What’s the best way of discussing disability with children?
For the first time today, Ieuan has noticed CBeebies presenter Cerrie Burnell does not have a full right arm. Why today I’ve no idea, but it meant that I felt compelled to talk about disability with him.
CBeebies Presenter Cerrie Burnell
Such is the minefield of political correctness surrounding issues of race, gender and ability these days, I was surprised to find myself struggling to explain. Since my son starts reception tomorrow though, I felt today was a very good time to talk.
Cerrie Burnell is actually a bit of an inspiration, despite the ridiculous parental prejudices which came to the fore via numerous complaints when she was first appointed by the BBC in 2009. Born with a right arm which stops at the elbow, Burnell stopped wearing a prosthetic arm aged 9. Despite also having dyslexia, her accomplishments while growing up included joining the army cadets and working at a leprosy clinic in India. Cerrie now has a young daughter, born in 2008.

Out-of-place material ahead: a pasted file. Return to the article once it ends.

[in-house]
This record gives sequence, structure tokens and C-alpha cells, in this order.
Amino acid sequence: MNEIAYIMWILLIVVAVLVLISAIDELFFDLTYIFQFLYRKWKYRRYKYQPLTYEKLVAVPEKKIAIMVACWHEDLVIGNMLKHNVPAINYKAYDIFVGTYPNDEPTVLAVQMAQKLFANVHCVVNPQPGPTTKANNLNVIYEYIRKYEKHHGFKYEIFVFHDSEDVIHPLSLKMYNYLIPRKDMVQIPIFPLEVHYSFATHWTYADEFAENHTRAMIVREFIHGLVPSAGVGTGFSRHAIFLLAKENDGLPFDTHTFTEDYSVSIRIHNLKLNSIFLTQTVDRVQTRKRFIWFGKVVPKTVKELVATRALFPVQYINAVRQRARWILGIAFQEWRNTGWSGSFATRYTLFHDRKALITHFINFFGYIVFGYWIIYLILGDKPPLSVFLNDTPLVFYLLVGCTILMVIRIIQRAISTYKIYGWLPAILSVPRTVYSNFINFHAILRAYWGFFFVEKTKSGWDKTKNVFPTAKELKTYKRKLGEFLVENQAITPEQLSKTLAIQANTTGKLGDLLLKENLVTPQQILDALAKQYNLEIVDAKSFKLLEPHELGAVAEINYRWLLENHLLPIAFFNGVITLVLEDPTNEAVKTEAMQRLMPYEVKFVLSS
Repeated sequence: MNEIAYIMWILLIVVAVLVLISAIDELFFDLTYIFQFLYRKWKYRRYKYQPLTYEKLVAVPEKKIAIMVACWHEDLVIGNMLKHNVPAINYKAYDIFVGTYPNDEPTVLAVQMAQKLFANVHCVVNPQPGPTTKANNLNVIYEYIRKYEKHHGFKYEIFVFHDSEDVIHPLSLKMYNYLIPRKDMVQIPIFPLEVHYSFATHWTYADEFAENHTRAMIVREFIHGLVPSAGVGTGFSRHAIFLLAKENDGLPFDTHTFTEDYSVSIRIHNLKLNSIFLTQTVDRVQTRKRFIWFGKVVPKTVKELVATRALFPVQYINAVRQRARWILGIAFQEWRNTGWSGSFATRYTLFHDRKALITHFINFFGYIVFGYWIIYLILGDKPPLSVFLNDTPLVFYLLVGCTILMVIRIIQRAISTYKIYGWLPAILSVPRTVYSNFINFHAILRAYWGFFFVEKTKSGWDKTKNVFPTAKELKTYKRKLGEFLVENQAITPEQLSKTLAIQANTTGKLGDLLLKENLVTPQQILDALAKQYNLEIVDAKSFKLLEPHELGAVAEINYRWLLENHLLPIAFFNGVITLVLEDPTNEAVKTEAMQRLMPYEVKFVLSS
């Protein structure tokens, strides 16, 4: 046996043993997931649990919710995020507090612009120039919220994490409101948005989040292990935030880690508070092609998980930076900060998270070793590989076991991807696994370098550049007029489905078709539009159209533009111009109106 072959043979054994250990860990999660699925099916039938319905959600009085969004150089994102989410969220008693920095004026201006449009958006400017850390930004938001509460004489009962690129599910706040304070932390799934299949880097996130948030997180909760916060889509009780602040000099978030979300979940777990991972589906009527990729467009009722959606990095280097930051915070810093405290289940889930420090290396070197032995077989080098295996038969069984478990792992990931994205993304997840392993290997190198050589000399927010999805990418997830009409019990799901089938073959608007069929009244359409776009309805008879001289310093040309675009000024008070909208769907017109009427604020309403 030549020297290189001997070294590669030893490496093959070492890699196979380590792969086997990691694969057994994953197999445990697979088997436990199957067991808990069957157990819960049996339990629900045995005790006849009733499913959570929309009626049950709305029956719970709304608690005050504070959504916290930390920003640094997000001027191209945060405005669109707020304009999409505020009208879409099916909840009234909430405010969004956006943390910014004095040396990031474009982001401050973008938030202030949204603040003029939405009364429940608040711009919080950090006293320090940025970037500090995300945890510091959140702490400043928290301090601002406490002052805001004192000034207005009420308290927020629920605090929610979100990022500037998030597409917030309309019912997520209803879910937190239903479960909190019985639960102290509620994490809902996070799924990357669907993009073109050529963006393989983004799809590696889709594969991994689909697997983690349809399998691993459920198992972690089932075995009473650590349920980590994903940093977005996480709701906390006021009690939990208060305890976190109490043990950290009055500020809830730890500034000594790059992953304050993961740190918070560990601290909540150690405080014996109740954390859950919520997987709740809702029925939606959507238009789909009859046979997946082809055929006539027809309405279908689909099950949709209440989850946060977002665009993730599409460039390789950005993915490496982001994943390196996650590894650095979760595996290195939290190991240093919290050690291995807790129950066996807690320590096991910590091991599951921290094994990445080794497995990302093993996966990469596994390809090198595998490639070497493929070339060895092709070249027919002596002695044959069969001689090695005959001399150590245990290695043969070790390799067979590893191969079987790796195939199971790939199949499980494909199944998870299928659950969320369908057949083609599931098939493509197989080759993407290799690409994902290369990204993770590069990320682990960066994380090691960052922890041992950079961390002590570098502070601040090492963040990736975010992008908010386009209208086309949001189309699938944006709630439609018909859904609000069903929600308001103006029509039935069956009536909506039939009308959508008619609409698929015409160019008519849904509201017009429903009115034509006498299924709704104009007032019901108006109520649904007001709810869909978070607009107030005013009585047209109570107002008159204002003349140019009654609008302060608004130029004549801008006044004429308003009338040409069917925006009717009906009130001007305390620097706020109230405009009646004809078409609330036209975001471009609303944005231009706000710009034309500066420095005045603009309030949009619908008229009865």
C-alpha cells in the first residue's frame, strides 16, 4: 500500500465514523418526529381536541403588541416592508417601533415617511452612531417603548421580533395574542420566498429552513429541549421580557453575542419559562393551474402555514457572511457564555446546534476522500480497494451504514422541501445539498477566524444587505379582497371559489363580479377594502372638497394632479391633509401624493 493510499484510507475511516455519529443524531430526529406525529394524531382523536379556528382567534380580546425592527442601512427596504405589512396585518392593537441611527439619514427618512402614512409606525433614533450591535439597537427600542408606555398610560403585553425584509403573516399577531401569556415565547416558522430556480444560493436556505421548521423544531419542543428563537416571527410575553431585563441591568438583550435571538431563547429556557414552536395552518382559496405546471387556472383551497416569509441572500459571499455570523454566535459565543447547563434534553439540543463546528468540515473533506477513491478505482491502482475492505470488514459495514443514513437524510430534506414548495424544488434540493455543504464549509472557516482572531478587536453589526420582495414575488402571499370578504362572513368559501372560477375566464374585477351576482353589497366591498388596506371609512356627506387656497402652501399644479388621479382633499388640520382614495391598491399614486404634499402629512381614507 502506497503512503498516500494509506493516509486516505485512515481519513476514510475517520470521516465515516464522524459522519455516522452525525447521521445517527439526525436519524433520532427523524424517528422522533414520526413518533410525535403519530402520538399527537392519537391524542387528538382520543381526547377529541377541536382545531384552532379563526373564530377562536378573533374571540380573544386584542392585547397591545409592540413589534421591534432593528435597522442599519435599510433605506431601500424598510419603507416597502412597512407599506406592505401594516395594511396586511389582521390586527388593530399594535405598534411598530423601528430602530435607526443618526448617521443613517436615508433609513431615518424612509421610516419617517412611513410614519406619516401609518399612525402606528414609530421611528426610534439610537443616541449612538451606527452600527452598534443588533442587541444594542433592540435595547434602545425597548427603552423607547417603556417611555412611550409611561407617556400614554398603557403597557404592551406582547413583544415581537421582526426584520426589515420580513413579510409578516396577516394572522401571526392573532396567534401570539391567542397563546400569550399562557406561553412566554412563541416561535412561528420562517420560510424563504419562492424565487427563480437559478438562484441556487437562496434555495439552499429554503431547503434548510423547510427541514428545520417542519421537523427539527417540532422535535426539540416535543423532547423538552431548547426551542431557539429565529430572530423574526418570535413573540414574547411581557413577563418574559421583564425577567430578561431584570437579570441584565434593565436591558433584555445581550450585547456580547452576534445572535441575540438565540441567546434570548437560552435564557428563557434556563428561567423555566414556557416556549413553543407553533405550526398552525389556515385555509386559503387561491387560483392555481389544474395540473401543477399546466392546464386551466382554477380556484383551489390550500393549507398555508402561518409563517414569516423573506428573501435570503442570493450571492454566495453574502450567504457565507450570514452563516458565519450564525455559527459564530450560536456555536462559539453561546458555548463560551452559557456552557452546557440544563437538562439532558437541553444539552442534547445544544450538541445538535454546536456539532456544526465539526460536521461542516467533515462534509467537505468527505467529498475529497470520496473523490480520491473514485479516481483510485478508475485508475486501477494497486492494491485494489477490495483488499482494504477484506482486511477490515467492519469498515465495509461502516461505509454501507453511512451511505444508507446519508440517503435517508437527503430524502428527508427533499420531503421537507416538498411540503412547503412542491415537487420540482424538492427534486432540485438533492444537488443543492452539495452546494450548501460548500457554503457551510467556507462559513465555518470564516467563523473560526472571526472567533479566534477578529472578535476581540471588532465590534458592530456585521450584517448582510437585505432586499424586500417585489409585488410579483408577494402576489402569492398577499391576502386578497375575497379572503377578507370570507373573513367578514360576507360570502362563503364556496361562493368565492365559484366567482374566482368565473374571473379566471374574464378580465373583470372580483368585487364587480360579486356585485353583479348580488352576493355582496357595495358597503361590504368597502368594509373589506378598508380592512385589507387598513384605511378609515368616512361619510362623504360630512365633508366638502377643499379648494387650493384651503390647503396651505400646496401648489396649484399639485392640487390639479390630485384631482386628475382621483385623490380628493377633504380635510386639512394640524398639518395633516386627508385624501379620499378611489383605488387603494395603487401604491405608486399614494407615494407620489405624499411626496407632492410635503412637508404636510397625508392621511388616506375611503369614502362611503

So what did I say to Ieuan? I said that sometimes we are born with bits of our body not working (I wear glasses and now have a hearing aid) and that if all our body works we should feel very lucky. I told him that it does not matter if a bit of your body does not work, everyone is special and should be treated with kindness. It’s what’s inside and how we behave that matters most.
I’m not sure I got it right. Discussing disability with children needs to be handled gently, compassionately and openly. What would you have said?
Midlife mum from Cardiff. Wine Imbiber. Likes glitter, fluff and olives. Approaching tweendom with Caitlin (11) and Ieuan (10). The husband is hiding in the loft.
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